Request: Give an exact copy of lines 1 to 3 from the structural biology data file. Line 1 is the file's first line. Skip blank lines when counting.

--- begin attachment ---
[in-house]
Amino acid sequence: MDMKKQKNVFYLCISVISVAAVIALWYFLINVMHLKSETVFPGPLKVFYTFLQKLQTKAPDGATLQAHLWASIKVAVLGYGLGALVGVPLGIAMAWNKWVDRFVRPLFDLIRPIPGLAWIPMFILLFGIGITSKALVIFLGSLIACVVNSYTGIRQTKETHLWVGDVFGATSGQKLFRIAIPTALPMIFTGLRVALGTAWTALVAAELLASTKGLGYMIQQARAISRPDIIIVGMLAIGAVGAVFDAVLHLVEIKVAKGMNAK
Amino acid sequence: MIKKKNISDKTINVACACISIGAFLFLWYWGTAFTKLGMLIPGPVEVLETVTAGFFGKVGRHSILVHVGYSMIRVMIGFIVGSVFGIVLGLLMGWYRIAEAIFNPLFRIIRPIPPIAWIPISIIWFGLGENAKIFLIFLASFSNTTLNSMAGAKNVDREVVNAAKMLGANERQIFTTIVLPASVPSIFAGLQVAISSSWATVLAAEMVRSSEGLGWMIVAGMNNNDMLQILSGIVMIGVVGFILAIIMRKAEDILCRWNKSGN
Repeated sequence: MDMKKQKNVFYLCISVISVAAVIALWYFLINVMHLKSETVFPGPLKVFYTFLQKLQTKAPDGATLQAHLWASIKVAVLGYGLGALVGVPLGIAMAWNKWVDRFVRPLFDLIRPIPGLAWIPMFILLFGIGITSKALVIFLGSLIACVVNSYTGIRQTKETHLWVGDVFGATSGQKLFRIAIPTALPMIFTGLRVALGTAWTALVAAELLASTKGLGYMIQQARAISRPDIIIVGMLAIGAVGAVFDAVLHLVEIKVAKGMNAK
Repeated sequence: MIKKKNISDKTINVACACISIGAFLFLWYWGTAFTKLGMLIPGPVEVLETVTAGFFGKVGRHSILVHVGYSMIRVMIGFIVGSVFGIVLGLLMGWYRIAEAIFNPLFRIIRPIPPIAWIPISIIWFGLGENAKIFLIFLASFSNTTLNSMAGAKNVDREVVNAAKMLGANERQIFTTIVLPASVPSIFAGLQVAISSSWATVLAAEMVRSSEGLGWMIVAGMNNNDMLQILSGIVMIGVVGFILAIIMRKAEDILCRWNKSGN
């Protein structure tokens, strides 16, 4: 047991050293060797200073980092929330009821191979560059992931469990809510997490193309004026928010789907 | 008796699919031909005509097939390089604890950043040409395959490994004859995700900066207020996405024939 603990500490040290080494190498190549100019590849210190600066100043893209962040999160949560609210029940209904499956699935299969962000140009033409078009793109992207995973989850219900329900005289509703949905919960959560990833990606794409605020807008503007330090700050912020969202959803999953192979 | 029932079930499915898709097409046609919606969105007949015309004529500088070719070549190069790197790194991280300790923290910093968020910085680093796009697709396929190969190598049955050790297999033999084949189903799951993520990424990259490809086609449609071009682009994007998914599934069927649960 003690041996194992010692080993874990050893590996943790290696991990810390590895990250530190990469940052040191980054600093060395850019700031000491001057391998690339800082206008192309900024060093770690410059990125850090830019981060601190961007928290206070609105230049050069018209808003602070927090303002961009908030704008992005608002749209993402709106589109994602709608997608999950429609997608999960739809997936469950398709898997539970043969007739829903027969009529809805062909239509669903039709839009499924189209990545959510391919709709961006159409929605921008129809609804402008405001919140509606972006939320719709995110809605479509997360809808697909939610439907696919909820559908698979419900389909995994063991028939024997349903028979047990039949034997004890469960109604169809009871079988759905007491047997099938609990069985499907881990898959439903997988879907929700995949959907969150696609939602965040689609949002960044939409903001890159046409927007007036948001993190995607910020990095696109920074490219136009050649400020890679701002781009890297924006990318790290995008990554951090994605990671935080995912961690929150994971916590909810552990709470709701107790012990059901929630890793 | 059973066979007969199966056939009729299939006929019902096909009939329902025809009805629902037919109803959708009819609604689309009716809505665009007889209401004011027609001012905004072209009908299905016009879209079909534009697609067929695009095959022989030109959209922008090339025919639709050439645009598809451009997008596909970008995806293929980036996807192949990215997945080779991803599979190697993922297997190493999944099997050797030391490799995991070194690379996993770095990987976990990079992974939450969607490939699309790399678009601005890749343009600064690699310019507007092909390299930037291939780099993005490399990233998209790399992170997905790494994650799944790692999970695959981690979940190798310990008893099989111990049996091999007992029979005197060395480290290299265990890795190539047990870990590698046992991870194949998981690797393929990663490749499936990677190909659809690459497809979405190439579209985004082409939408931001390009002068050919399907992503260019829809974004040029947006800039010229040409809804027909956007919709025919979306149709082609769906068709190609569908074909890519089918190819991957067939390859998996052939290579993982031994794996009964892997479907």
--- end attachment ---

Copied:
[in-house]
Amino acid sequence: MDMKKQKNVFYLCISVISVAAVIALWYFLINVMHLKSETVFPGPLKVFYTFLQKLQTKAPDGATLQAHLWASIKVAVLGYGLGALVGVPLGIAMAWNKWVDRFVRPLFDLIRPIPGLAWIPMFILLFGIGITSKALVIFLGSLIACVVNSYTGIRQTKETHLWVGDVFGATSGQKLFRIAIPTALPMIFTGLRVALGTAWTALVAAELLASTKGLGYMIQQARAISRPDIIIVGMLAIGAVGAVFDAVLHLVEIKVAKGMNAK
Amino acid sequence: MIKKKNISDKTINVACACISIGAFLFLWYWGTAFTKLGMLIPGPVEVLETVTAGFFGKVGRHSILVHVGYSMIRVMIGFIVGSVFGIVLGLLMGWYRIAEAIFNPLFRIIRPIPPIAWIPISIIWFGLGENAKIFLIFLASFSNTTLNSMAGAKNVDREVVNAAKMLGANERQIFTTIVLPASVPSIFAGLQVAISSSWATVLAAEMVRSSEGLGWMIVAGMNNNDMLQILSGIVMIGVVGFILAIIMRKAEDILCRWNKSGN